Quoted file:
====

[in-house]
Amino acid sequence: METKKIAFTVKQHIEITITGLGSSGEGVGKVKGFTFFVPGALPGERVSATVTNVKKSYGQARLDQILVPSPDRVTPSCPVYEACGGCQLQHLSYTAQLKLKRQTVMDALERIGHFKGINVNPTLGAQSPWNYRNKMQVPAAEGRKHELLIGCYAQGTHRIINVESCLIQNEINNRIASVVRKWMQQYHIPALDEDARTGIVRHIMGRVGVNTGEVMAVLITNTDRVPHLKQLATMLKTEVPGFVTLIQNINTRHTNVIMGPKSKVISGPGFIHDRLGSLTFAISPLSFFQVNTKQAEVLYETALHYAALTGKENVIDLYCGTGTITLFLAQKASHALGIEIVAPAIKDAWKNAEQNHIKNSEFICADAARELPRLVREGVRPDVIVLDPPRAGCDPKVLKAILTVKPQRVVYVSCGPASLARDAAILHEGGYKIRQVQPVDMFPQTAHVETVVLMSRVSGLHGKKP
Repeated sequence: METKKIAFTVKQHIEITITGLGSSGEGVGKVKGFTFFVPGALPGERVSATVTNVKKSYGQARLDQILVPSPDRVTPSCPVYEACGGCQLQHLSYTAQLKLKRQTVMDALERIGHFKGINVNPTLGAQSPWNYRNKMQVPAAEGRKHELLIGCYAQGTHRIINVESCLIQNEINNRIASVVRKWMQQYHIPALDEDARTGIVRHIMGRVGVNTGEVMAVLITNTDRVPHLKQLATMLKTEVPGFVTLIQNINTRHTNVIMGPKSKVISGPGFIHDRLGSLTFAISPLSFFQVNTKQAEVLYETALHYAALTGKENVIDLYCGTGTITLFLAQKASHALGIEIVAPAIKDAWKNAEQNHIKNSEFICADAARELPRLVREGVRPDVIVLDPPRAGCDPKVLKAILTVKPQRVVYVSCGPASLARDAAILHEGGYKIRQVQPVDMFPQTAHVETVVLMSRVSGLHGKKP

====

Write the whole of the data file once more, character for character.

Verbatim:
[in-house]
Amino acid sequence: METKKIAFTVKQHIEITITGLGSSGEGVGKVKGFTFFVPGALPGERVSATVTNVKKSYGQARLDQILVPSPDRVTPSCPVYEACGGCQLQHLSYTAQLKLKRQTVMDALERIGHFKGINVNPTLGAQSPWNYRNKMQVPAAEGRKHELLIGCYAQGTHRIINVESCLIQNEINNRIASVVRKWMQQYHIPALDEDARTGIVRHIMGRVGVNTGEVMAVLITNTDRVPHLKQLATMLKTEVPGFVTLIQNINTRHTNVIMGPKSKVISGPGFIHDRLGSLTFAISPLSFFQVNTKQAEVLYETALHYAALTGKENVIDLYCGTGTITLFLAQKASHALGIEIVAPAIKDAWKNAEQNHIKNSEFICADAARELPRLVREGVRPDVIVLDPPRAGCDPKVLKAILTVKPQRVVYVSCGPASLARDAAILHEGGYKIRQVQPVDMFPQTAHVETVVLMSRVSGLHGKKP
Repeated sequence: METKKIAFTVKQHIEITITGLGSSGEGVGKVKGFTFFVPGALPGERVSATVTNVKKSYGQARLDQILVPSPDRVTPSCPVYEACGGCQLQHLSYTAQLKLKRQTVMDALERIGHFKGINVNPTLGAQSPWNYRNKMQVPAAEGRKHELLIGCYAQGTHRIINVESCLIQNEINNRIASVVRKWMQQYHIPALDEDARTGIVRHIMGRVGVNTGEVMAVLITNTDRVPHLKQLATMLKTEVPGFVTLIQNINTRHTNVIMGPKSKVISGPGFIHDRLGSLTFAISPLSFFQVNTKQAEVLYETALHYAALTGKENVIDLYCGTGTITLFLAQKASHALGIEIVAPAIKDAWKNAEQNHIKNSEFICADAARELPRLVREGVRPDVIVLDPPRAGCDPKVLKAILTVKPQRVVYVSCGPASLARDAAILHEGGYKIRQVQPVDMFPQTAHVETVVLMSRVSGLHGKKP